...probably shouldn't look too closely at that. imagine someone picking up a "j-14" in 400 years and proclaiming that it's a great work of 21st century literature that espoused to the letter the values of the time. though to be fair, way too many of us care what justin beiber's new haircut looks like. the trend of picking up anything old and venerating it as a symbol of higher thought from ancient times is laughably silly. being old doesn't make something a classic. my granddad's pretty old, and his only impressive moment was feeding salmon to oprah on live TV (true story, by the way).

literature back then is about the same as "litter-ature" now. some works were meant to educate, some to entertain, and some to baffle the next generations. I feel dante is of the third class, a sort of 13-th century troll. u mad, pope?

As a video game, it is logical to assume Dante's Inferno's main purpose is to entertain, though the way it goes about this utterly defies that. The game starts with a weak story, more often than not lacking any sort of depth. The game sets up with a strong narrative, but fails to properly expand it through the next ten to fifteen hours of gameplay.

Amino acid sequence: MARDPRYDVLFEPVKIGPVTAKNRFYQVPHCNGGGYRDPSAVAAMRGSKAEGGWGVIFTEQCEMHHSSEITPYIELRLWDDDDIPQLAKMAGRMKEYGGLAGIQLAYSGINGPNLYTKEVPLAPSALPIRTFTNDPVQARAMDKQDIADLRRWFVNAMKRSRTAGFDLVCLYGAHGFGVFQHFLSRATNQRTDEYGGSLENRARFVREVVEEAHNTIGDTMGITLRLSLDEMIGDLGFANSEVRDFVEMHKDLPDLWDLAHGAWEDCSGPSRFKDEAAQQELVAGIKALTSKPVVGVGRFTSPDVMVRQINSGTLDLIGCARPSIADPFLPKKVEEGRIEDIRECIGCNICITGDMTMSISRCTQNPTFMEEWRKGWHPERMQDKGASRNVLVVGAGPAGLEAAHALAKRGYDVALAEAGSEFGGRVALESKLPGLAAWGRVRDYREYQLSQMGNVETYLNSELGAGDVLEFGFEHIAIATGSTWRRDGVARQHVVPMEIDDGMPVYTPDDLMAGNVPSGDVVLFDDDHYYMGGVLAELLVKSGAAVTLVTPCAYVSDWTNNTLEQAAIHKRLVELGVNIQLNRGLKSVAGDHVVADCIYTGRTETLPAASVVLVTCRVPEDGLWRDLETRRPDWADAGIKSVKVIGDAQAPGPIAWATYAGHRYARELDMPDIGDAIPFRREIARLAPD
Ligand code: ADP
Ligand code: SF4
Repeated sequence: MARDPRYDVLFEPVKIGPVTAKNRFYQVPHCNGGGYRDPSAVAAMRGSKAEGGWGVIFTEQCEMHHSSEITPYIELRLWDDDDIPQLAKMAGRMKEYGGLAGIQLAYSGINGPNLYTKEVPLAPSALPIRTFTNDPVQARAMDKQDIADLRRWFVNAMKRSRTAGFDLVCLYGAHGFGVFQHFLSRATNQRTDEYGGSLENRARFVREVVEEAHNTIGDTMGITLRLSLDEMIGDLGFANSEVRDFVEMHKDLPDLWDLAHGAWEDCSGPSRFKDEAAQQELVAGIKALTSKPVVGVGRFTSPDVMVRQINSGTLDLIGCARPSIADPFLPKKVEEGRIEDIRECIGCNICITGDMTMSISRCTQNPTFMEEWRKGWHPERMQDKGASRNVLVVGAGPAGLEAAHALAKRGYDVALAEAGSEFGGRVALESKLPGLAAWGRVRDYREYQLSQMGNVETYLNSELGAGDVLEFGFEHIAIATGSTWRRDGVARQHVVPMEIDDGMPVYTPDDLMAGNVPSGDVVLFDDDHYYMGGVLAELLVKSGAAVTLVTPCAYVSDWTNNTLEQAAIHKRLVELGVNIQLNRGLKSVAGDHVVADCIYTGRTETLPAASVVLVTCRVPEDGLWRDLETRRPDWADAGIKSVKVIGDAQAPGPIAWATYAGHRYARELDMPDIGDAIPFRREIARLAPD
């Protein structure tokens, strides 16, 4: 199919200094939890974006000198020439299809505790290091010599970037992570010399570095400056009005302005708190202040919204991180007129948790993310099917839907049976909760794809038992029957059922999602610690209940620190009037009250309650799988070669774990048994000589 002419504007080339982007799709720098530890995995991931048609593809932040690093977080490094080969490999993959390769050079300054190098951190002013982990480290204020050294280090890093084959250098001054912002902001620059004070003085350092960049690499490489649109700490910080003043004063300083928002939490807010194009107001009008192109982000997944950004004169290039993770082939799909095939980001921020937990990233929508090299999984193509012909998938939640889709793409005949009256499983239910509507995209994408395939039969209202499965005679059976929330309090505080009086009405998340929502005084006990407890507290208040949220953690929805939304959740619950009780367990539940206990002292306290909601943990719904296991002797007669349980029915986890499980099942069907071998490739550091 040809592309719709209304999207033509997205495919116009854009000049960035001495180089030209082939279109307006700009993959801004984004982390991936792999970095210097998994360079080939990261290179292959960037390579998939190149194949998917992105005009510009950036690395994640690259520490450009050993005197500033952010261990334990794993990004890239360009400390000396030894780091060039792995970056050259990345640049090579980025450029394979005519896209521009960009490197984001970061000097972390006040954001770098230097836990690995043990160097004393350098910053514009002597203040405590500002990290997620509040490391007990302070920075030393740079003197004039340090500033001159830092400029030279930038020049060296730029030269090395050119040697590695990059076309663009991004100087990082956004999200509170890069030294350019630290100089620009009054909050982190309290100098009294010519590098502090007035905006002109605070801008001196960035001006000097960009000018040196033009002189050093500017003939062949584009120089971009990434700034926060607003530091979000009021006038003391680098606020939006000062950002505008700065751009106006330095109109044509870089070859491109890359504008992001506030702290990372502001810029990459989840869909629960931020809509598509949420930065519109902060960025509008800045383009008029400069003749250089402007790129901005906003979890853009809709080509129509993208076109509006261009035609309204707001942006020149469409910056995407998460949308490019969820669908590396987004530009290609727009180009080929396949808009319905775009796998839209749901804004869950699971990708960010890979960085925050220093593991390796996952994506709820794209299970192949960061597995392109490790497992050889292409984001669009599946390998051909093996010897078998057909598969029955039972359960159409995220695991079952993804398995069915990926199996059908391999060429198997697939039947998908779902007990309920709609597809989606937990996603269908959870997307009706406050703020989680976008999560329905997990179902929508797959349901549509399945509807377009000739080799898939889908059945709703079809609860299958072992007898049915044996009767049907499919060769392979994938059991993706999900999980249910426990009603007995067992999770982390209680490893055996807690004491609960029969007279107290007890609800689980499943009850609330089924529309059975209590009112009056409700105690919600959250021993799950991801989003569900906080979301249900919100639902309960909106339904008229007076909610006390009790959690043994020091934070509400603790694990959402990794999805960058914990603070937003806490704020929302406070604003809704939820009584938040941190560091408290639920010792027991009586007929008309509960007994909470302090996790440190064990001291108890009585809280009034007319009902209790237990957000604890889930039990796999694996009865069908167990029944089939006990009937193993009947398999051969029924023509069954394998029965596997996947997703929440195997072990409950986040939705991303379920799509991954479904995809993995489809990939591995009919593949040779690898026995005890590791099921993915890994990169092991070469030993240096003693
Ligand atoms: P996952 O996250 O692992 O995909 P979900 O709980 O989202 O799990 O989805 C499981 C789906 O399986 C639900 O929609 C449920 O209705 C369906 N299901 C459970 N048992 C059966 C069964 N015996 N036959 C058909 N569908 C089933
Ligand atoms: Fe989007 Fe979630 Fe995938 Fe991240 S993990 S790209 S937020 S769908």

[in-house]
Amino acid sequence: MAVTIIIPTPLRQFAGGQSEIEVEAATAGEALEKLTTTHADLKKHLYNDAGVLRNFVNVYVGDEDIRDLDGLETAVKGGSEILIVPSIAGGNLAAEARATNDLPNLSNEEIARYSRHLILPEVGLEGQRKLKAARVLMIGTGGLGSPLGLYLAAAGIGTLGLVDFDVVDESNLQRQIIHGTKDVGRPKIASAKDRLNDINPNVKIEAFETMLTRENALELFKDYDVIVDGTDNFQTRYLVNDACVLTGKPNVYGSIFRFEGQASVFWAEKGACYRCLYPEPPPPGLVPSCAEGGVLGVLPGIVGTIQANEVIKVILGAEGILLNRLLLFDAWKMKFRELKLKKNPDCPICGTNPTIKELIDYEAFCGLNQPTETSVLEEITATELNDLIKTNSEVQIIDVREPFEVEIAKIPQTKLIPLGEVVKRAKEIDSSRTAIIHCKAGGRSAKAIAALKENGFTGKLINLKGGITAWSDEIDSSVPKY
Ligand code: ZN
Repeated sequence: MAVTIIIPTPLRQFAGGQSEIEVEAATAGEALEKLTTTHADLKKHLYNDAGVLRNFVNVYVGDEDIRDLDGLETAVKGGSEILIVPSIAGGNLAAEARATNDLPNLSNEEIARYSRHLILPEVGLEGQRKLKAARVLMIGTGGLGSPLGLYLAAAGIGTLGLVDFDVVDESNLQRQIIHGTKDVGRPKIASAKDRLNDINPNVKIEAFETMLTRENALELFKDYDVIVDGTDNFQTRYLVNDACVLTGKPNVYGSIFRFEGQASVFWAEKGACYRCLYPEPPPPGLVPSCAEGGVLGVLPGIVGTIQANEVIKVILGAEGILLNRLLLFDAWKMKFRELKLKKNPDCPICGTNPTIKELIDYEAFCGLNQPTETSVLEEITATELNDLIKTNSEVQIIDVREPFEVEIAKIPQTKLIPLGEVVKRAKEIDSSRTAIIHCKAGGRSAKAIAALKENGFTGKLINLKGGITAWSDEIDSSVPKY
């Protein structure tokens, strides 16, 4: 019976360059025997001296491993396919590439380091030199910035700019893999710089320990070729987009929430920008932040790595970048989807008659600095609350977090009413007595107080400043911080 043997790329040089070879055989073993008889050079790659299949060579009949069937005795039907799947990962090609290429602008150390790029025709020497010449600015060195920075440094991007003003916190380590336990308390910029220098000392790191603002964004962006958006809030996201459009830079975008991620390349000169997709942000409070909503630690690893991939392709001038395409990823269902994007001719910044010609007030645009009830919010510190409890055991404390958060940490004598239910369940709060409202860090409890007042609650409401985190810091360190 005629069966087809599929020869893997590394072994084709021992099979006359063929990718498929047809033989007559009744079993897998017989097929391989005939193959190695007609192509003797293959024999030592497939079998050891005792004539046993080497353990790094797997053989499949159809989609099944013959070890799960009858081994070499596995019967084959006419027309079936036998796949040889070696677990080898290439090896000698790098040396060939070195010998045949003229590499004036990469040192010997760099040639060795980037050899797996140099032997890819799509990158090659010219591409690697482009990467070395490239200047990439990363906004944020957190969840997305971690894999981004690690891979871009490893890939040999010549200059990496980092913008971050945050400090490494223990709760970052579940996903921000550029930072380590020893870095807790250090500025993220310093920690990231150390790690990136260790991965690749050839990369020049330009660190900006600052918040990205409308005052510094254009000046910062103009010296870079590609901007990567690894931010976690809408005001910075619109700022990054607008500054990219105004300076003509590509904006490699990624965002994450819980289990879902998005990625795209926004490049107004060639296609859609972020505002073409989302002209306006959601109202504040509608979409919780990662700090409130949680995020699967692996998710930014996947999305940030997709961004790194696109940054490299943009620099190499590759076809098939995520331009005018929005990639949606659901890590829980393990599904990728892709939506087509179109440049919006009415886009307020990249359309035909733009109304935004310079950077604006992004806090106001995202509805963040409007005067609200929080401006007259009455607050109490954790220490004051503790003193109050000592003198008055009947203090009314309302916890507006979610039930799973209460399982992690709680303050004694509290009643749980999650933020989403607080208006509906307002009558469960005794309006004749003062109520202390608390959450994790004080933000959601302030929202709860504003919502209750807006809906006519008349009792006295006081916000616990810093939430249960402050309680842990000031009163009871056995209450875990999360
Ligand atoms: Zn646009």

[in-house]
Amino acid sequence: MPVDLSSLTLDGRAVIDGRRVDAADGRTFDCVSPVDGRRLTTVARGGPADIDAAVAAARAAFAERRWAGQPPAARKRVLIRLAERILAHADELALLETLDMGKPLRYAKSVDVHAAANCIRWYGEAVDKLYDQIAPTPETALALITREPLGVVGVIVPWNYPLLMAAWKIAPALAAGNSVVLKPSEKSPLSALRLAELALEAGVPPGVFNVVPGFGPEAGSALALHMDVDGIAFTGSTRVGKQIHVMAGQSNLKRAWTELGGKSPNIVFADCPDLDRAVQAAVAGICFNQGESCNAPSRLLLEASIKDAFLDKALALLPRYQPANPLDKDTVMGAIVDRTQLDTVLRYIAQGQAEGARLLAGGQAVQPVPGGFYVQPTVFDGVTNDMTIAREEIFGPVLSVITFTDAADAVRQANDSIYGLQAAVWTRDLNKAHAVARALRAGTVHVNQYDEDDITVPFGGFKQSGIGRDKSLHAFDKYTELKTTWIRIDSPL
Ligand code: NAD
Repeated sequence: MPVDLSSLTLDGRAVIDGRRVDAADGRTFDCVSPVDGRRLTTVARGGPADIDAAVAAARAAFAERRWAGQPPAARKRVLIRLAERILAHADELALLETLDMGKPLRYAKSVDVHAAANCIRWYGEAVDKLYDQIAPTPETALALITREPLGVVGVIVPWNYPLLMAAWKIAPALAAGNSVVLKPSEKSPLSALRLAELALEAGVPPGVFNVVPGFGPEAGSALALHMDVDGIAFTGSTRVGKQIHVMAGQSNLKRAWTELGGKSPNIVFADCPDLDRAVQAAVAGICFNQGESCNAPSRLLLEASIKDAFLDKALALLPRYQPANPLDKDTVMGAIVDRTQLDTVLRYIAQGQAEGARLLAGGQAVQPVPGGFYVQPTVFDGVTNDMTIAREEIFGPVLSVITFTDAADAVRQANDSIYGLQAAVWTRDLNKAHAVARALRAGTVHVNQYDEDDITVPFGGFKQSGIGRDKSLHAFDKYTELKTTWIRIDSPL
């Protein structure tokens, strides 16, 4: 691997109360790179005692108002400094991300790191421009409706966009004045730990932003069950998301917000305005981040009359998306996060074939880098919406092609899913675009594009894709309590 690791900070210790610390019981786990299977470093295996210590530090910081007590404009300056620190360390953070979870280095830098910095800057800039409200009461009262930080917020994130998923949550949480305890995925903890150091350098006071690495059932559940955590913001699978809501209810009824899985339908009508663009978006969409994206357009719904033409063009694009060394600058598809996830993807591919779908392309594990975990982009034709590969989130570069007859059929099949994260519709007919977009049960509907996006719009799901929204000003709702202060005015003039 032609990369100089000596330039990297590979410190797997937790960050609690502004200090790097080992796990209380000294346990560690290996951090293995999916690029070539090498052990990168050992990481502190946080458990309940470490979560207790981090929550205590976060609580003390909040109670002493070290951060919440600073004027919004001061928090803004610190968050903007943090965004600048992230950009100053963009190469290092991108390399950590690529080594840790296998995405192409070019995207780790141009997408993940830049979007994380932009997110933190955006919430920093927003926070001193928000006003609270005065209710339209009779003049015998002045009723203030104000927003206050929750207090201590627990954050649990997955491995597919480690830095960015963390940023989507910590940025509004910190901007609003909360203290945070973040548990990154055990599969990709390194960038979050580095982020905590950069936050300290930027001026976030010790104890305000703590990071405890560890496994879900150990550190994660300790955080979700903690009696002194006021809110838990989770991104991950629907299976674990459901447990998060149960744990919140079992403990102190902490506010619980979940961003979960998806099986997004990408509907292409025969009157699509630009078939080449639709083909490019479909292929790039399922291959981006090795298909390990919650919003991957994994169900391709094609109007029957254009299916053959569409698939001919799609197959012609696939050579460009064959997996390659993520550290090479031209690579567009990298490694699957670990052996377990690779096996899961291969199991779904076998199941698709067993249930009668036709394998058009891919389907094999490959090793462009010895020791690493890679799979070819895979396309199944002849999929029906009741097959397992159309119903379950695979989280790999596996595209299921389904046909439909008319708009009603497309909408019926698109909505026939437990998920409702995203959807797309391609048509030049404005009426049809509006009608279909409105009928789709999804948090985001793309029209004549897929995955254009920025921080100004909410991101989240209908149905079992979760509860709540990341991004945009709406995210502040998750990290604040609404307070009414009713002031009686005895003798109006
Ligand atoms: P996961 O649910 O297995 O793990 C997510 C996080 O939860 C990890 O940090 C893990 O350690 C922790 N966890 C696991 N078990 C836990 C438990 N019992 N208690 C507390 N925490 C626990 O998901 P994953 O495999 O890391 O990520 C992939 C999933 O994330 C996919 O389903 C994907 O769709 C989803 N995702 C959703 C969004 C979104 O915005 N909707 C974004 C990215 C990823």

Promised divine forgiveness by those farther from God then John Wayne Gacy Jr, Dante starts the game liberating heathens from their families, houses, and lives at the behest of the Catholic Church during the Great Crusades. After forcefully saving one of the godless natives from her virginity in Acre, Dante is stabbed and killed by an Assassin (which isn't Altair, so he's barely worth a mention). Face to face with Death himself, it is revealed to a laughably confused Dante that his cold blooded minority-murder isn't actually enough to absolve him of all the sins he has committed before and after the war. Unable to accept the truth, Dante decides it's better to kill Death himself steal his weapon in a classic example of "because apparently you can just do that."